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(Reuters) — The U.S. Securities and Exchange Commission on Tuesday charged the former chief executive of Heartland Payment Systems Inc. with insider trading for tipping off his longtime romantic partner about the payment processor's $4.3 billion takeover by Global Payments Inc.
Robert Carr, 73, who was also Heartland's founder, was accused of repeatedly discussing the late-2015 merger talks with Katherine Hanratty, whose relationship with him had begun in 2011. He was also accused of having given her a $1 million check, with instructions to open a brokerage account and buy $900,000 of Heartland stock.
The SEC said Ms. Hanratty, 65, who was also charged, did what Mr. Carr asked, and sold her stock for a $250,628 profit in April 2016, four months after Atlanta-based Global Payments agreed to buy its smaller rival.
Ms. Hanratty, who co-owns a staffing agency, had repeatedly expressed concern to Mr. Carr about her finances, and after opening the brokerage account, which named Mr. Carr as the beneficiary, emailed him that "for the first time ever I feel a sense of relief knowing that I have some security," the SEC said.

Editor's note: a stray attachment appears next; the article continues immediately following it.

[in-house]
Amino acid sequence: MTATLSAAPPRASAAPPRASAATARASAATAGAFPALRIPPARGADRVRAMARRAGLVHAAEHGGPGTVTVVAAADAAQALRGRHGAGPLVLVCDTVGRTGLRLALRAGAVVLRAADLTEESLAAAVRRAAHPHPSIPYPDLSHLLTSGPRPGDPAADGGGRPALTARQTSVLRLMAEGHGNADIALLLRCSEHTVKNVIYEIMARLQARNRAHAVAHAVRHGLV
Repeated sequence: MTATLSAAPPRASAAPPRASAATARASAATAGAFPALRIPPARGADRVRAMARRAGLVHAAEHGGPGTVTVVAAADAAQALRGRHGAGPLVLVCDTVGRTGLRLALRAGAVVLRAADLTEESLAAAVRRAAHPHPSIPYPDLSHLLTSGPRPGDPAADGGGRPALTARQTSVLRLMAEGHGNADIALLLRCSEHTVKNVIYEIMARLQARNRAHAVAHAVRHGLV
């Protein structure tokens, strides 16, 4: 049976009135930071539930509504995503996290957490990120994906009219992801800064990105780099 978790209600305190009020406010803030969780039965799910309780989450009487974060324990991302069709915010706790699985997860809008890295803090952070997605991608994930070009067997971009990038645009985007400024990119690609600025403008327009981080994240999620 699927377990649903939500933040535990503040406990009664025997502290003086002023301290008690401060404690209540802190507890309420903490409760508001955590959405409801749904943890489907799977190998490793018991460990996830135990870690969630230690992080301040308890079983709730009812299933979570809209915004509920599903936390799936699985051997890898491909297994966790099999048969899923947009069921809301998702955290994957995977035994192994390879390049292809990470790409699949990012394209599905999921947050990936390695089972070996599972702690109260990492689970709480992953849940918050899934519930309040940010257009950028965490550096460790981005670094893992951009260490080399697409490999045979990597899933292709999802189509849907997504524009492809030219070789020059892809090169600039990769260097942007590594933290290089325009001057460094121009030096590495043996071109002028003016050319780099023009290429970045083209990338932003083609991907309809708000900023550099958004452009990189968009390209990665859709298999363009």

Global Payments agreed on Dec. 15, 2015, to buy Princeton, New Jersey-based Heartland for $100 per share, a 17.5% premium, and more than 28% above where it traded on Dec. 9 before media began reporting a possible merger.
The SEC said Mr. Carr, of New London, New Hampshire, had bragged to his children and their spouses that a merger was in the works, and given Ms. Hanratty, of Watertown, Connecticut, a draft quotation for the press release announcing it.
"Love it," replied Ms. Hanratty, even as she suggested an improvement, the SEC said.
The SEC complaint filed with the federal court in New Haven, Connecticut, seeks civil fines, the recouping of illegal profit, and an officer and director ban for Mr. Carr.
Lawyers for the defendants could not immediately be identified. Mr. Carr could not be reached for comment. A call to Ms. Hanratty was not answered. The SEC did not respond to requests for comment.
Global Payments was not accused of wrongdoing, and did not immediately respond to requests for comment.
The case is SEC v. Carr et al., U.S. District Court, District of Connecticut.
New cyber security guidance issued by the U.S. Securities and Exchange Commission warns publicly held companies’ boards of directors to be alert to insider trading and the need to implement cyber security procedures and protocols.